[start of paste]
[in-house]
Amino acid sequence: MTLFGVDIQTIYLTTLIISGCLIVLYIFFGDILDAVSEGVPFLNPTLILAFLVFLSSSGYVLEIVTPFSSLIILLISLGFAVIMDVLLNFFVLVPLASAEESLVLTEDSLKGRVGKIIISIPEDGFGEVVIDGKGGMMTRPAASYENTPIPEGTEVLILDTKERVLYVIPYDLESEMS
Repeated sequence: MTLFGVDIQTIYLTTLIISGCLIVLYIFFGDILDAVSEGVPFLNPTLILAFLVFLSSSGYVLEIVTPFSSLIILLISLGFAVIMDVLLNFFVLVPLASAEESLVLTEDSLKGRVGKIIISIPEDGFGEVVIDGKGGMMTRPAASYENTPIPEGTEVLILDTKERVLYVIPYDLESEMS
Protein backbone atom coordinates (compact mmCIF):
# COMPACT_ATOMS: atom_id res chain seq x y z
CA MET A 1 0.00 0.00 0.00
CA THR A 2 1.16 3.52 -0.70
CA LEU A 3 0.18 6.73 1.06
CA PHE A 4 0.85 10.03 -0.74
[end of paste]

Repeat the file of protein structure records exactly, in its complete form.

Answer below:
[in-house]
Amino acid sequence: MTLFGVDIQTIYLTTLIISGCLIVLYIFFGDILDAVSEGVPFLNPTLILAFLVFLSSSGYVLEIVTPFSSLIILLISLGFAVIMDVLLNFFVLVPLASAEESLVLTEDSLKGRVGKIIISIPEDGFGEVVIDGKGGMMTRPAASYENTPIPEGTEVLILDTKERVLYVIPYDLESEMS
Repeated sequence: MTLFGVDIQTIYLTTLIISGCLIVLYIFFGDILDAVSEGVPFLNPTLILAFLVFLSSSGYVLEIVTPFSSLIILLISLGFAVIMDVLLNFFVLVPLASAEESLVLTEDSLKGRVGKIIISIPEDGFGEVVIDGKGGMMTRPAASYENTPIPEGTEVLILDTKERVLYVIPYDLESEMS
Protein backbone atom coordinates (compact mmCIF):
# COMPACT_ATOMS: atom_id res chain seq x y z
CA MET A 1 0.00 0.00 0.00
CA THR A 2 1.16 3.52 -0.70
CA LEU A 3 0.18 6.73 1.06
CA PHE A 4 0.85 10.03 -0.74